NEW YORK/LONDON - Gold recovered some ground on Friday as a weakening U.S. dollar relieved pressure on prices, but the precious metal remained near 19-month lows and looked poised for its biggest weekly drop since May 2017.
Spot gold <XAU=> added 0.31 percent to $1,177.21 ounce by 1:35 p.m. EDT (1735 GMT), but was down 2.7 percent this week in its sixth consecutive weekly loss. On Thursday, it touched $1,159.96, the lowest since January 2017.
U.S. gold futures <GCcv1> for December delivery settled up 20 cents, or 0.02 percent, at $1,184.20 per ounce.
"The markets are very oversold and the dollar is overbought," said John Caruso of RJO Futures. "It looks like some of the shorts are trying to book some profits."
From a 13-month high on Wednesday against a basket of six major currencies <.DXY>, the dollar has weakened against the currencies of key gold markets, the euro zone and China, helping gold regain its footing, said ABN AMRO analyst Georgette Boele.
"I expect the dollar to peak in the coming weeks ... Gold should bottom out here," she said.
Gold has tumbled 14 percent from its April high as a rally in the greenback made dollar-priced bullion more expensive for buyers using other currencies. [FRX/] <.DXY>
Investors seeking a safe place to store assets amid trade disputes and a Turkish currency crisis have preferred the dollar to gold, undermining the reputation of bullion as a safe haven.
But news of planned U.S.-China trade talks and a partial recovery of Turkey's lira have steadied investors' nerves slightly. <TRY=>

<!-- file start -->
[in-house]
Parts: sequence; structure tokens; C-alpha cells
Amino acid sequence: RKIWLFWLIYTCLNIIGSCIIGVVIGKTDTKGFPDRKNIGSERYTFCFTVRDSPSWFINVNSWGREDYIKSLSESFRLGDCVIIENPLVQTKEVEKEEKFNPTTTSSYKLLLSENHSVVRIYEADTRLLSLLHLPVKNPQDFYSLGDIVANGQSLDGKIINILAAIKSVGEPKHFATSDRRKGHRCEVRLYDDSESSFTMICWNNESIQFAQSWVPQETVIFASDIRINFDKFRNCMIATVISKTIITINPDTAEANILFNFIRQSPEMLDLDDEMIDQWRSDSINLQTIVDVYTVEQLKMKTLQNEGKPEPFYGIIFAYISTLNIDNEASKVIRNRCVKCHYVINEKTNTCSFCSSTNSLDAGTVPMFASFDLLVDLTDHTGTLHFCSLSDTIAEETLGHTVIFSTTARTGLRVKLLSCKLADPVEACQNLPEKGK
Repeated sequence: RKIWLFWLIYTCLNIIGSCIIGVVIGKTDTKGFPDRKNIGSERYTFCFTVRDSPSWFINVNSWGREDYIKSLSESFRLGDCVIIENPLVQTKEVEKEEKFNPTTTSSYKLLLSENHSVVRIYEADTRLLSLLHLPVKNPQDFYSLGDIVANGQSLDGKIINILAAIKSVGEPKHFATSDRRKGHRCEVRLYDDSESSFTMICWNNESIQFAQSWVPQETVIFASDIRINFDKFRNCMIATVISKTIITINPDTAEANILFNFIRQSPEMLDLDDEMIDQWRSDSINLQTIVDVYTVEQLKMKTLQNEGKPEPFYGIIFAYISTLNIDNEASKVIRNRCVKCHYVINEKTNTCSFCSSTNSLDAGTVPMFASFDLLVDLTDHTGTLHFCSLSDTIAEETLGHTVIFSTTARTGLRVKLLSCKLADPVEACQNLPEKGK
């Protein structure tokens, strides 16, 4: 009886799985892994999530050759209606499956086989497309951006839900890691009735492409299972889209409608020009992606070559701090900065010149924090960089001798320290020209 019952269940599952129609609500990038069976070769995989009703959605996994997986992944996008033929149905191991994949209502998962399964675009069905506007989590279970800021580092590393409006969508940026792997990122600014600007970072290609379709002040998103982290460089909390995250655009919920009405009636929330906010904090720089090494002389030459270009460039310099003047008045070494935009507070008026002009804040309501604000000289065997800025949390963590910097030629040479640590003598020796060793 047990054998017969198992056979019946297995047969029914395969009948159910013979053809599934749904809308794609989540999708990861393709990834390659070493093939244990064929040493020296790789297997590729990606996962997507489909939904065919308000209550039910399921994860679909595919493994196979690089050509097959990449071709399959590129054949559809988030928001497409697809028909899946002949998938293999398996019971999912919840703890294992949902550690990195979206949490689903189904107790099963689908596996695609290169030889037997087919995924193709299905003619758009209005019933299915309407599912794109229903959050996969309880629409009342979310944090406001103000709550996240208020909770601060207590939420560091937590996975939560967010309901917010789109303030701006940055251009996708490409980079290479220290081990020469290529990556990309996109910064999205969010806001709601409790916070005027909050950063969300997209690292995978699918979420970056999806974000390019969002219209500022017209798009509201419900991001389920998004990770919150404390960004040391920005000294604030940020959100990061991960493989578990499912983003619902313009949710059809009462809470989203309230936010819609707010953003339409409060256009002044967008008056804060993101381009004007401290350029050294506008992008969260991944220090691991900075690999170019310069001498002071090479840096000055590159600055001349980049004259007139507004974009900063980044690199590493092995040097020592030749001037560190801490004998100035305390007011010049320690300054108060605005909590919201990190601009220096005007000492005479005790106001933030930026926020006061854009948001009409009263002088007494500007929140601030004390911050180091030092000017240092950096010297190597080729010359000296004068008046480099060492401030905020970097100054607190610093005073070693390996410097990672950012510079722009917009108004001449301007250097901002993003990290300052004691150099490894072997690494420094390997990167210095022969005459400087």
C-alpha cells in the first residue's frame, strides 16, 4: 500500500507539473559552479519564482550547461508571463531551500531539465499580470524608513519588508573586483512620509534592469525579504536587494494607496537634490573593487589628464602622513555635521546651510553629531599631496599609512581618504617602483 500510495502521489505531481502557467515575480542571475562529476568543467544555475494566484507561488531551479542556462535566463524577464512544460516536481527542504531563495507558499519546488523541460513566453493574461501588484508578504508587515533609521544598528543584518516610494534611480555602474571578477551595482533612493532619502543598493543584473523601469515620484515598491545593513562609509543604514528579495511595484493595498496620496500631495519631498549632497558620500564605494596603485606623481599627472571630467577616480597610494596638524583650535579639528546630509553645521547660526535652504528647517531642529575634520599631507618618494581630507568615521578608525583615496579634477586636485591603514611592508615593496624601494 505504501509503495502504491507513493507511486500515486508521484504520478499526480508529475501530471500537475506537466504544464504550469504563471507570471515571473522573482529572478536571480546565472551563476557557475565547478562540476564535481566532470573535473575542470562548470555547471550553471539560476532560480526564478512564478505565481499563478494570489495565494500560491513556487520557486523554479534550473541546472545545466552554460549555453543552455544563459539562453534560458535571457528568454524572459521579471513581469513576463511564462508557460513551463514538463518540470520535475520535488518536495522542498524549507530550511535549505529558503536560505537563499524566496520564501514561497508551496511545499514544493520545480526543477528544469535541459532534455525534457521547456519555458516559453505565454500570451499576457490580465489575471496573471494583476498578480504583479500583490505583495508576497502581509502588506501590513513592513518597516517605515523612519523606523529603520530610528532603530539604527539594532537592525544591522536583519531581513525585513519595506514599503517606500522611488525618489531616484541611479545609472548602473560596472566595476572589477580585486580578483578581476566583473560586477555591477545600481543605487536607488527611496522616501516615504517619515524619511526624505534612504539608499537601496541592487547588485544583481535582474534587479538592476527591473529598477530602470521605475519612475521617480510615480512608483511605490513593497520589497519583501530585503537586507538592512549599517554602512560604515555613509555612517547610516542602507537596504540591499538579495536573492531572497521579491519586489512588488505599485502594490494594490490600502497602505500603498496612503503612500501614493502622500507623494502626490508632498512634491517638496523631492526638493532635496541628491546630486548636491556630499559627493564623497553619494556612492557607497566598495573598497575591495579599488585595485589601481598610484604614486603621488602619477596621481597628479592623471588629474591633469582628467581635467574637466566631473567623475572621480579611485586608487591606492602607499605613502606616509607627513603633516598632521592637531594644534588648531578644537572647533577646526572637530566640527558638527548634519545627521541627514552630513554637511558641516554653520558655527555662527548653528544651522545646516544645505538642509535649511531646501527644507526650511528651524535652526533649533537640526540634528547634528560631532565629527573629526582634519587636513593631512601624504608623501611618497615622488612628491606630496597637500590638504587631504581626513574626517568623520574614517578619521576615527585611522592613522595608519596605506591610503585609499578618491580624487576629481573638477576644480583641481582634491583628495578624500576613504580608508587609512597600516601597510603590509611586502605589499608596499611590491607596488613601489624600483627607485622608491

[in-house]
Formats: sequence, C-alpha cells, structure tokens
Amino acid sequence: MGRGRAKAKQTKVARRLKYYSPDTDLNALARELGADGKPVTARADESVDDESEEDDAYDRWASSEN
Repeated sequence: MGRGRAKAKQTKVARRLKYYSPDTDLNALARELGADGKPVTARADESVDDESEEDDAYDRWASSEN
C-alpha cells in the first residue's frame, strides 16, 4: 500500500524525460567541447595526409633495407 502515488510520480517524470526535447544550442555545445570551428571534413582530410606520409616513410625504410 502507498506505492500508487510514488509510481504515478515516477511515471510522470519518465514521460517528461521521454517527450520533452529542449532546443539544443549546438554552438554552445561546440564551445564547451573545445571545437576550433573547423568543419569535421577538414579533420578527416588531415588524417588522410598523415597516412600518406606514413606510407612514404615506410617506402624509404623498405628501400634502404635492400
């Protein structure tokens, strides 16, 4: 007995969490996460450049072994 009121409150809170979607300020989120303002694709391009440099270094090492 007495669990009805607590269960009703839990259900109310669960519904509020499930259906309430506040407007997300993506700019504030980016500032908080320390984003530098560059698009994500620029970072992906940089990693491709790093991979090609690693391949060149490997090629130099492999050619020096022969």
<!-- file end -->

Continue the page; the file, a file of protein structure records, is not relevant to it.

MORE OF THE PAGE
Bets on lower prices on the Comex exchange continue to build and now outweigh bets on higher prices by the largest quantity ever recorded. <3088691MNET>
Pressure from speculators may ease, however, said Boele.
"Everyone who wants to be short is short, and if you are still long and have held your position all the way down, why would you sell here?"
In technicals, Fibonacci resistance was at $1,185.30 with support at the January 2017 low of $1,146.20, analysts at ScotiaMocatta said, adding that gold would likely fall further.
Meanwhile, silver <XAG=> gained 0.3 percent to $14.66 an ounce, but was down more than 4 percent on the week, the biggest weekly loss since February. On Thursday it touched its lowest since February 2016.
Platinum <XPT=> increased 0.2 percent to $778.40 an ounce and was set for its biggest weekly drop since November 2015 of about 6 percent. It hit a 10-year low on Thursday.
Palladium <XPD=> gained 1.1 percent to $898.90 per ounce, but was down 1.4 percent this week having struck a one-year low.